Rexus dismounted and felt for the small mirror in his pocket, the same one each of the leaders of the other groups carried. He turned his mirror in the sun, catching the light, reflecting it, the sign they had made that they were ready to attack.
One after another, bright lights twinkled at him from behind houses, until he counted ten. Eleven, including his group, had made it, meaning only one hadn’t.
Rexus looked back at his group and nodded, his heart racing wild.
“For freedom!” he yelled as pulled his sword from its sheath and ran into the square, the revolutionaries following at his heels. Although his hands trembled and his throat was dry, he didn’t falter in the least. All around him the other groups of revolutionaries dashed out from behind shadows and buildings, their roars filling the square.
Rexus hacked his way through the wall of Empire soldiers, and then past three more inside the square, his eyes glancing at the platform when he wasn’t fighting. He needed to get there before it was too late, he knew, before they lost their lives.
“Fight with us and win your freedom!” he yelled to the civilians as he worked his way through the crowd.
Slowly, he noticed that the men around him started to fight the enemy with their bare hands.
Empire soldiers took to attacking the citizens, butchering any and all who were in close proximity. Rexus redoubled his efforts, slashing down soldiers as he went. As his men swarmed the square from all sides, he looked up to see General Draco being ushered away beneath a mountain of shields. Rexus grabbed an arrow from his quiver, aimed it through a narrow gap in the shields, and released.
A moment later, General Draco cried out and fell, and was lying on the platform with an arrow in his shoulder.
The soldiers who had protected him turned toward Rexus.
“Arrest him!” a soldier yelled.
But Rexus was quick as lightning with his bow and he shot them down so swiftly, not one reached him. He dashed toward the poles, and with the help of other revolutionaries, released the prisoners from their shackles, freeing them before it was too late.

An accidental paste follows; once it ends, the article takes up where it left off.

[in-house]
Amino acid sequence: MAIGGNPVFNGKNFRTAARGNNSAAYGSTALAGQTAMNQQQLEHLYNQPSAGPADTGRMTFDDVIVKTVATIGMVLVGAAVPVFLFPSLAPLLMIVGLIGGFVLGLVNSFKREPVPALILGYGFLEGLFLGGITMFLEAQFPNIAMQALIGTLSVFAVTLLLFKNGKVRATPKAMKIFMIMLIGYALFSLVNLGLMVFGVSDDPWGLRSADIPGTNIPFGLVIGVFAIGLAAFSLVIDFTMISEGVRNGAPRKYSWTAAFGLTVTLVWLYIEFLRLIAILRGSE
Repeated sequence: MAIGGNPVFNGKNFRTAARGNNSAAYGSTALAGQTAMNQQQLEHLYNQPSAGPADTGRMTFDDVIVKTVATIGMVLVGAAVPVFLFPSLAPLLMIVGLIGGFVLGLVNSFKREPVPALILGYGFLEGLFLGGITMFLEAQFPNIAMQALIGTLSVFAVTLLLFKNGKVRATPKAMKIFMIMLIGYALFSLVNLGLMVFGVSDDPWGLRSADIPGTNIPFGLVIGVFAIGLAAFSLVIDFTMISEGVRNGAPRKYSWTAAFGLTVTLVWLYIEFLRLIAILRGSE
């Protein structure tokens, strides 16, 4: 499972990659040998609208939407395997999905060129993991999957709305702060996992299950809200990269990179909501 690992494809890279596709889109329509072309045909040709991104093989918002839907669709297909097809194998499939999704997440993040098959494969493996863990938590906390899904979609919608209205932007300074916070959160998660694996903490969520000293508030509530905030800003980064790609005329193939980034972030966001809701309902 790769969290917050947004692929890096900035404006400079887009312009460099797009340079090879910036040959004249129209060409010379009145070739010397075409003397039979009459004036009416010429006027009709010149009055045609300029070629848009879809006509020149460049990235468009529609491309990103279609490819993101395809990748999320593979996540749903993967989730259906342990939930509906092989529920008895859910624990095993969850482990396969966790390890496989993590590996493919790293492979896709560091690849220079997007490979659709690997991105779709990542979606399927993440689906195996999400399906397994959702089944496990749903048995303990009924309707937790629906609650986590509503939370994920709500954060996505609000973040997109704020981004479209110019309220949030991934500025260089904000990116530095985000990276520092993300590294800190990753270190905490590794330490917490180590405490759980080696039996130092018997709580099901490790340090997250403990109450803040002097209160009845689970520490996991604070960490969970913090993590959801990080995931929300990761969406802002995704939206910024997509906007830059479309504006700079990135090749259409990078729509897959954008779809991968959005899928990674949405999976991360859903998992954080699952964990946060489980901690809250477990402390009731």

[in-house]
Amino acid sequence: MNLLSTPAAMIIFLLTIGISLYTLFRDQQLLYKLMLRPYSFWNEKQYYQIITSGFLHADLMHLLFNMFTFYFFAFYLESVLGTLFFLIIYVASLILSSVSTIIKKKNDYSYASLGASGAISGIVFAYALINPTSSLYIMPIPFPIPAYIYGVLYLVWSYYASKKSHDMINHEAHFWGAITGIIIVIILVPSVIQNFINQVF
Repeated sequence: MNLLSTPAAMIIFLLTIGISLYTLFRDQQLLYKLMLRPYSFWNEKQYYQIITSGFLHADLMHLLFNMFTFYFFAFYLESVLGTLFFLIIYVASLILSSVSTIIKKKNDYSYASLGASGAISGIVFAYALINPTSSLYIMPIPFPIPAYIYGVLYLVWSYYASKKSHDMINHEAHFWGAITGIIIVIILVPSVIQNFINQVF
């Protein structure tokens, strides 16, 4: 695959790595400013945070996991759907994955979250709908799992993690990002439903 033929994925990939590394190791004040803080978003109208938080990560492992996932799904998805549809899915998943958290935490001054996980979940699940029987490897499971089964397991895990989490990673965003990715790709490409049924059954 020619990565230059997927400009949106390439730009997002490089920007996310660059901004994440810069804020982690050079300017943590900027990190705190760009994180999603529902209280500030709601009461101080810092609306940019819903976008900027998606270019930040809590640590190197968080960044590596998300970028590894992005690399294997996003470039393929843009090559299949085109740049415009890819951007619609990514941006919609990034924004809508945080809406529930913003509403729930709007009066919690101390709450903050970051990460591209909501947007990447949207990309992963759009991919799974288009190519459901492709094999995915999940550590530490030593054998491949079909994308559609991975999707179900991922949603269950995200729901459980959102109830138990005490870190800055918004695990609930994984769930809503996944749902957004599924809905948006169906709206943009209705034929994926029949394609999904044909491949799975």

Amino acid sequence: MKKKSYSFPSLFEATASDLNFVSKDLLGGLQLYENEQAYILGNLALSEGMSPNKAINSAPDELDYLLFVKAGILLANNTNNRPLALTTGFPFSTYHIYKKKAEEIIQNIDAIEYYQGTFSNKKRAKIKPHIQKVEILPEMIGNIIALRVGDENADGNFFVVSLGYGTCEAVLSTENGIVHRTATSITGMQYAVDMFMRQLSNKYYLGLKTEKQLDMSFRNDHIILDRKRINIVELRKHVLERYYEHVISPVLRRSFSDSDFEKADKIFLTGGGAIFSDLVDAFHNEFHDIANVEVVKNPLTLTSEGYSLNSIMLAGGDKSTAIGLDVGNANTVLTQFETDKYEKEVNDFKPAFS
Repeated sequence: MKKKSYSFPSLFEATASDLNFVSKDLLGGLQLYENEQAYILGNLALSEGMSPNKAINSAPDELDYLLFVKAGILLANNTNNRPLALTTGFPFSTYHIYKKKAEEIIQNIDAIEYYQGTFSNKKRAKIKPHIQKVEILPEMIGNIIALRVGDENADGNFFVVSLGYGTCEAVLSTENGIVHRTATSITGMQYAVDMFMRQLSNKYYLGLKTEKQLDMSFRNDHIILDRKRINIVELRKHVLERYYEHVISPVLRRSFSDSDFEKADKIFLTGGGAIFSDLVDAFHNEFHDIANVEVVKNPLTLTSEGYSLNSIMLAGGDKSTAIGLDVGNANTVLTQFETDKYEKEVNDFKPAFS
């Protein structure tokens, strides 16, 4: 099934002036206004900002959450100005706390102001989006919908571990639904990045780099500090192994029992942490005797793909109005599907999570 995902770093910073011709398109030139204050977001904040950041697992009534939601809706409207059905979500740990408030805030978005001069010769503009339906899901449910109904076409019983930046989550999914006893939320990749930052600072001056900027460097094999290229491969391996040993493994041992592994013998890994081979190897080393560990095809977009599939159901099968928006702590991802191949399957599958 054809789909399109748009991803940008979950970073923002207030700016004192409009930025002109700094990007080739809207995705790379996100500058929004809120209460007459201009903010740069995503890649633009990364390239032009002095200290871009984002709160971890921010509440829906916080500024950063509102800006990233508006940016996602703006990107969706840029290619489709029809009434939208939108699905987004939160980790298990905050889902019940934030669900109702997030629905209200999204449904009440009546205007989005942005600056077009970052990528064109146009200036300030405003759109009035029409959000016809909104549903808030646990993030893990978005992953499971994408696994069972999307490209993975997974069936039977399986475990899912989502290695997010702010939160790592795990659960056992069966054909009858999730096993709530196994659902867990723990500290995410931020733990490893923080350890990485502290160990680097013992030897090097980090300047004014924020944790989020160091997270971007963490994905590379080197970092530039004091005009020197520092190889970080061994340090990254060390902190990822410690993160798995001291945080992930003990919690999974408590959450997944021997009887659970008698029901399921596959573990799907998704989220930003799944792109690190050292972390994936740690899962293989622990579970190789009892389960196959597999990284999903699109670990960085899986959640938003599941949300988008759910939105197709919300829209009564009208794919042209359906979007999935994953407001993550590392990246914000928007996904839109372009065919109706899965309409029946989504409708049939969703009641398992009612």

But where was Anka? he wondered, glancing around.
There was no time to search. Rexus stood at the edge of the platform and wound his bow, killing as many Empire soldiers as he had arrows.
Finally, the wall of Empire soldiers encircling the plaza broke open on the northern side, and women and children were rushed to the side streets, leaving only men left battling against their persecutors amidst the clanging of swords and groaning of men. Men fell on both sides, piling up in the streets which ran with blood.
Rexus hopped down from the podium, slaying soldier after soldier, fully engrossed in a battle he knew would either make or break the rebellion.
His heart broke a little more each time he saw one of his men or a civilian fall. He worked himself up into such a frenzy that he imagined he might never die at the hands of an Empire sword.
But just then, two soldiers came at him at once, one stabbing him from the side, the other pounding a hammer at him from above.
The blow to the head was sudden – dizzying – the sword in the shoulder a sharp pain that made a shriek tumble from his lips as he fell to the ground.
Momentarily, he could not see. Flailing his sword out in front of him, trying to defend himself, he felt another sharp stab in the leg.
He tried to focus his eyes, everything a blur.
An outcry made him recoil into a fetal position. The echoes of the battle surrounded him.
Now, he thought, now I die.
And with that thought, he knew Ceres would never know how much he cared.
But no sword punctured his chest. No spear was thrust into his abdomen. Instead, he heard grunts as swords collided.
When Rexus was finally able to focus his eyes again, he saw Nesos going at the two Empire soldiers, carrying a sword in one hand, a spear in the other.
Slowly, Rexus rose to his feet, the wound in his shoulder stinging, the blow to his head still making him feel dizzy, and the wound in his leg screaming. He fell over once, but stood straight back up.
Nesos buried his spear in one of the Empire soldier’s necks, and feeling his strength return, Rexus sunk his spear deeply into the enemy’s armpit.
A horn blared through the plaza, and the Empire soldiers looked up and began to evacuate toward the side streets. Mobs of citizens followed after and killed them.
The revolutionaries cheered, Nesos included. But Rexus couldn’t lift his arm and his knees felt suddenly very weak.
Nesos ran toward him, catching him in the fall, helping him onto the ground ever so gently.
As stillness settled at the piazza, Rexus lay there and looked toward the Alva Mountains, toward the cave, the castle, where he knew the bulk of his men were.
His eyes widened. His soul cried.
The castle was engulfed in a fiery inferno.
The revolution was over.